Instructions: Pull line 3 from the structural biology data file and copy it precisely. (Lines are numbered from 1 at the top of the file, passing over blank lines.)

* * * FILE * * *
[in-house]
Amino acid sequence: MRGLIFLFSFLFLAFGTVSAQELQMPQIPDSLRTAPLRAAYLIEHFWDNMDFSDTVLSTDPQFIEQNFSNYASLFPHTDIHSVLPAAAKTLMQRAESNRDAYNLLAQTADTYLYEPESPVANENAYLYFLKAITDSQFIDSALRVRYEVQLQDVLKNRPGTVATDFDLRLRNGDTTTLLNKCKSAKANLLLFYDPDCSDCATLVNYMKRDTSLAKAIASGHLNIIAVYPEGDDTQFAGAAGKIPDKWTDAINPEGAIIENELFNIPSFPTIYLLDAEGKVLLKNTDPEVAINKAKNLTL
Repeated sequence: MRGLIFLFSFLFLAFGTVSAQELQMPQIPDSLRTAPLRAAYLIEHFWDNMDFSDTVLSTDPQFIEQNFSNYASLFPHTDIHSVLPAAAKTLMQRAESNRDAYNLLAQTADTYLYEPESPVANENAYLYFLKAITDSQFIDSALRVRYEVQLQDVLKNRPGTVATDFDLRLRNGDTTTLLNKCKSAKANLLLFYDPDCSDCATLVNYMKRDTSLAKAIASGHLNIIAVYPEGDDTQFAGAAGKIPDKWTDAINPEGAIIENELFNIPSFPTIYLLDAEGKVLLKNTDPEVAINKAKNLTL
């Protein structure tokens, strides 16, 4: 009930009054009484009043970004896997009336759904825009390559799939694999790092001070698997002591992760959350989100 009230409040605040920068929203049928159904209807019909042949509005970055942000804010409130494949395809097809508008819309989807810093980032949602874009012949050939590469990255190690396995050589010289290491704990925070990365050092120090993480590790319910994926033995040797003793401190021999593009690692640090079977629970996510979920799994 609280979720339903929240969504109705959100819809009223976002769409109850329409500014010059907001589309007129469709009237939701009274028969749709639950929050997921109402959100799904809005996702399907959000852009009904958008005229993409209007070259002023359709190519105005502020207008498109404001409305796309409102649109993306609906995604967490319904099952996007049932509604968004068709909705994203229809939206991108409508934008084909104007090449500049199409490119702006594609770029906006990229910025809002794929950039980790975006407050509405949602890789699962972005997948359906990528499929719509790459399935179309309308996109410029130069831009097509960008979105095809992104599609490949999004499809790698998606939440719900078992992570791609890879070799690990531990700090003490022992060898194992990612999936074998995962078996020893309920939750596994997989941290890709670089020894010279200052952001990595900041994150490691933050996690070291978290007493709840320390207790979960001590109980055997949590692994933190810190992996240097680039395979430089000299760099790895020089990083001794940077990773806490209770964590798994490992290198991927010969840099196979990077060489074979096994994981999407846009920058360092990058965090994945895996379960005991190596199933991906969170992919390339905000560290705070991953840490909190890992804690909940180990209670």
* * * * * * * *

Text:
Repeated sequence: MRGLIFLFSFLFLAFGTVSAQELQMPQIPDSLRTAPLRAAYLIEHFWDNMDFSDTVLSTDPQFIEQNFSNYASLFPHTDIHSVLPAAAKTLMQRAESNRDAYNLLAQTADTYLYEPESPVANENAYLYFLKAITDSQFIDSALRVRYEVQLQDVLKNRPGTVATDFDLRLRNGDTTTLLNKCKSAKANLLLFYDPDCSDCATLVNYMKRDTSLAKAIASGHLNIIAVYPEGDDTQFAGAAGKIPDKWTDAINPEGAIIENELFNIPSFPTIYLLDAEGKVLLKNTDPEVAINKAKNLTL